In short, Yehuda's concept of ethical protection only works among an informed community, and doesn't work when a someone decides to break ethics and has access to a community larger than the informed community. Sure they might lose out in the 'informed community', but I'd reckon that they'll make enough money off the ignorant masses to care less. Ethics fall flat when the masses don't even know what's ethical.

The only real protection game designers like Richard Borg has lies with people like you and me - that we'll spread the word and thus increase the size of the 'informed community'. When you've got communities as big as whole countries, then you can consider your product fairly safe.

Matth7 said...

I invented a 'strategic' board game back in 2002. I played it with friends, family members, at small party or get together and I got a lot of thumbs up.
How can I go about developing or marketing that idea? I tried to contact some toy companies and they said I need a toy broker to represent it. I contacted Some of of the toy brokers and they ask for too much money. Please let me know about any other alternatives.

Best Regards

Yehuda said...

Chris: Supressing freedom of expression for billions of people is a reasonable balance in order to secure something that will more than make up for it. Supressing the freedom of expression for billions of people is not acceptable in order to secure an idea for a game.

Please note that the games of Bridge, Eucre, Hearts, Cribbage, and the entire contents of Pagat.com have come into existence without any need for this supression.

If someone wants to make money for a game that requires no components, let them try selling a nicely illustrated version of the rules for $1 each, or let them sell it to a magazine or book that is willing to pay them to publish it in a convenient format. Don't ask me to buy a deck just to get the rules.

fraser: That's not why you buy the game. That's why you play the game. You buy the game because it is more convenient than making it yourself, you want to support the designer or publisher, or you like the components.

kk_su: The point of IP laws is to provide incentives to designers to release the game to the public. In the case of someone figuring out a way to sell a game that the original designer hadn't considered, it is obvious that the designer didn't need this incentive to release the game.

Certainly there has been an ethical violation in taking someone's idea and profiting off of it. But there was no need for additional legal protection.

If the designer now looks at his next game and decides that it is no longer worthwhile releasing it under the previous terms, but he now will only do so if he also gets worldwide distribution rights, then let him do so.

matth7: Make several prototypes of the game, as nicely as you can. Bring them to some game conventions, such as BGG.con . Ask on BGG or BGDF for playtesters. Get it playtested. If you get positive reviews, approach some of the game companies and ask them if they are looking for submissions. Make contacts. Be polite and proactive. Look on all the game publisher websites and follow their instructions on how to submit your game for consideration.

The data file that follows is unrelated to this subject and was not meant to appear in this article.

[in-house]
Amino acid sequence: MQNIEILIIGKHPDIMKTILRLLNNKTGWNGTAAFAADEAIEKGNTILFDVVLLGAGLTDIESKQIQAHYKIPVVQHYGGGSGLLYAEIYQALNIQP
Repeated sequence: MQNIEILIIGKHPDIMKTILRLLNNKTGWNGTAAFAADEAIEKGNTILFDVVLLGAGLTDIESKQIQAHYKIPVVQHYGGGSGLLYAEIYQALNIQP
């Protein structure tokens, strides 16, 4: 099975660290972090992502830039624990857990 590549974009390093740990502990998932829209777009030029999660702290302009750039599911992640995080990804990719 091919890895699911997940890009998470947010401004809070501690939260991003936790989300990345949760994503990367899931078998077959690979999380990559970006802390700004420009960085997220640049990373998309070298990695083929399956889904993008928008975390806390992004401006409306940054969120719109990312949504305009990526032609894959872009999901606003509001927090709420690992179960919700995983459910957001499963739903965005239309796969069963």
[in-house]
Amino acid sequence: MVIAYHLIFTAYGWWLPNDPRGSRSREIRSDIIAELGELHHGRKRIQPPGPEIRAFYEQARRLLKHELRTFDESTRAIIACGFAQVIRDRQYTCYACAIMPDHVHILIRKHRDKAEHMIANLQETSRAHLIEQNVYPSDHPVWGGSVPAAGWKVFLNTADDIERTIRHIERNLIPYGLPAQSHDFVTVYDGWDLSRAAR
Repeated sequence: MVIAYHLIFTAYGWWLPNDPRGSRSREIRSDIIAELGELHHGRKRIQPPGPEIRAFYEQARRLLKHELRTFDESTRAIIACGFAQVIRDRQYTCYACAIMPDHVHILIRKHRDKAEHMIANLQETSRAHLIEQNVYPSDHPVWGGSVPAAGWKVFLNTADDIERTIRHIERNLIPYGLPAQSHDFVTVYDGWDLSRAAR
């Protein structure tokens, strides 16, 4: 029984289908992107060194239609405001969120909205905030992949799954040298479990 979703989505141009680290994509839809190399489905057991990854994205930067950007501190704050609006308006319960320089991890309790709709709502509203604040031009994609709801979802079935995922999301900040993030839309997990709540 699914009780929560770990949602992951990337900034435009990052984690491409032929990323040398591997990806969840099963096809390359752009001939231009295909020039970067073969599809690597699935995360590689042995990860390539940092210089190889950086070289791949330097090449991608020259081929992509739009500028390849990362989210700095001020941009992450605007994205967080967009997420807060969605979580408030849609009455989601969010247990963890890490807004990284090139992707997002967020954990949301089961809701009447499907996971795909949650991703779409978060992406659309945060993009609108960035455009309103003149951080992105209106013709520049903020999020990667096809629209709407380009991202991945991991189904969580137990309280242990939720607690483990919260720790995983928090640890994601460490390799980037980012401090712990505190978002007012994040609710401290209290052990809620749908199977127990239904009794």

jwandke said...

Wow, I disagree.

If someone creates a game and you want it, you should pay to get it, not steal it and make your own version.

If you create a game, would you be OK with me making my own version? How about me making fifty copies of your game and selling them? How about changing one rule from your game, changing the title, and marketing it?

I think all of those things are wrong.

Yehuda said...

jwandke: If you create a game, would you be OK with me making my own version? How about me making fifty copies of your game and selling them? How about changing one rule from your game, changing the title, and marketing it?

I have created a game. In my opinion:

- It is both moral and legal for you to make a copy of the game to play, rather than buying mine. I'm not selling you an idea; I'm selling you the components of the game in a nice package.

- It is legal but immoral to make your own copies and sell the game, changing the rules, name, and art, in order to sell. It is proper to let the originator of the idea profit from the sale, if he or she can.

- If you change the game significantly, and changes the art, names, and text, it is both moral and legal to sell the new game, although you should give acknowledgement. You are now selling a game inspired by my idea, not the original game.

- If you change the game very minorly (such as, the number of starting stones, or the number of cards, but nothing else), and you change the art, names, and text, it is legal but immoral to sell copies.

- It is illegal and immoral to copy the game without making any changes, to sell, or to use my art, names or text to derive new ones.

You are under an illusion that the first example is "stealing". If I say the word "bugerdidoo", and then you go say it to your friends, that's not stealing, even if I tell you not to. It's free speech.

Trying to sell "bugerdidoo" t-shirts is a different matter.